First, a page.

Advantages The food - the atmosphere if you like that sort of thing
Disadvantages The speed of service - the atmosphere if you don't
Our second excursion into the culinary capabilities of Iceland's northern sub-capital saw us fetching up at Greifinn.The restaurant is a short walk away from the centre of town on Glerargata, which is the main road out. You can't always go by the architecture in Iceland, but in this case you wouldn't be doing the place a disservice to assume from its boxy "transport caff" appearance and dowdy salmon and sand colouring that this is a stack-em-high-sell-em-cheap kind of a place.
If you're looking for fine dining, look elsewhere.Greifinn considers itself a family restaurant. Think: Frankie & Benny's. Think: TGI. Think Fatso's. The place is much in that loud and fun variety of American Italian diner. If you accept that and take it on its merits then you won't be disappointed.
We'd booked in advance – you don't turn in a party of a dozen or so (though we'd actually lost two en route to the restaurant for reasons not to be disclosed) just on the off-chance they can squeeze you in. This foresight only helped slightly.Booking two days ahead, reconfirming the night before and double-checking the time on the day, still saw us arrive to be told that we'd have to wait.
I hate waiting to be seated in a restaurant. I especially hate it when they knew we were coming. On the other hand, occasionally my chums and I eat early and we're equally annoyed if assumptions are made that we'll be out the door quick…can't stand being chivvied either. But wait we did. For ten minutes or thereabouts we cluttered up the doorway. Other reviews around the web suggest that this is not uncommon at Greifinn, so you might think they'd have dedicated more than a couple of benches to the waiting clientele. Or maybe just got their act together on bookings?!What became very clear at this point is that maybe Greifinn can afford not to worry too much. It is a very popular restaurant. Probably not the tourists' ideal dining haunt, but the locals evidently adore it. Not only was the restaurant itself full, but a lively trade was also being done in take-away pizzas. This part of the business did seem to be properly organised as folk turned up, collected, paid and left, with no dithering. Given the relatively short tourist season in Iceland, I can't blame them for looking after their core trade in preference to we one-night-standers.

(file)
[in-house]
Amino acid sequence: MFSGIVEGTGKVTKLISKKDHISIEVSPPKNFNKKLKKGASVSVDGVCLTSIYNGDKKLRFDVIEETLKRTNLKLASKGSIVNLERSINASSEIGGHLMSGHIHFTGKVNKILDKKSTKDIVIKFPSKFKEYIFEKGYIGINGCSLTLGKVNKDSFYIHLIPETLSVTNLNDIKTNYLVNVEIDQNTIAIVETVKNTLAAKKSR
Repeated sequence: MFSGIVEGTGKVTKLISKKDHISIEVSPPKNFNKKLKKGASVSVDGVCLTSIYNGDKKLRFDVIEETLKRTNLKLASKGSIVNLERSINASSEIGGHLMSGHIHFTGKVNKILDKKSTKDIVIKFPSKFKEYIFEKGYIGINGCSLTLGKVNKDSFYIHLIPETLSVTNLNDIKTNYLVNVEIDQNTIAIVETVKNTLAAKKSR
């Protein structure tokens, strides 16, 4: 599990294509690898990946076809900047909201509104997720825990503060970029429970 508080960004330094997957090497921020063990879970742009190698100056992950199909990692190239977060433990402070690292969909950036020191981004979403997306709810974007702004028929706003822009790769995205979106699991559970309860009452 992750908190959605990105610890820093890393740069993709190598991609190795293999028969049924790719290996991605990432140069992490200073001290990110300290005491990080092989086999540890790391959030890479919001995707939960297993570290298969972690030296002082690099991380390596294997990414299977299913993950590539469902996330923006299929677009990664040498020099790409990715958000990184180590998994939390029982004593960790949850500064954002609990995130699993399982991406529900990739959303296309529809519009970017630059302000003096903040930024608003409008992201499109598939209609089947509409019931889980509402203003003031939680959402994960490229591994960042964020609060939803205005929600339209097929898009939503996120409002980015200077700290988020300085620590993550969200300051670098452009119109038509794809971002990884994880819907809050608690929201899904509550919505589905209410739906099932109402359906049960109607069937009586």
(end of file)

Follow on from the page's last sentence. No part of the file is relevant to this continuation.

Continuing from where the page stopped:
Eventually we were led to our tables. The restaurant layout really didn't facilitate a single table for our large group, so they'd double-banked us into two by sixes, which worked fine. Menus were provided and drinks orders promptly taken.We studied the long and varied menu. Received our drinks. And waited. And waited. Hmmm.
Eventually, the technically minded amongst us – or maybe the nosey parkers who'd been watching what everyone else was doing – or maybe the intelligent souls who bothered to read the information further than finding something scrummy to eat – realised that you had to call for service. At the end of each table is a bell. Press it and a little light comes on.
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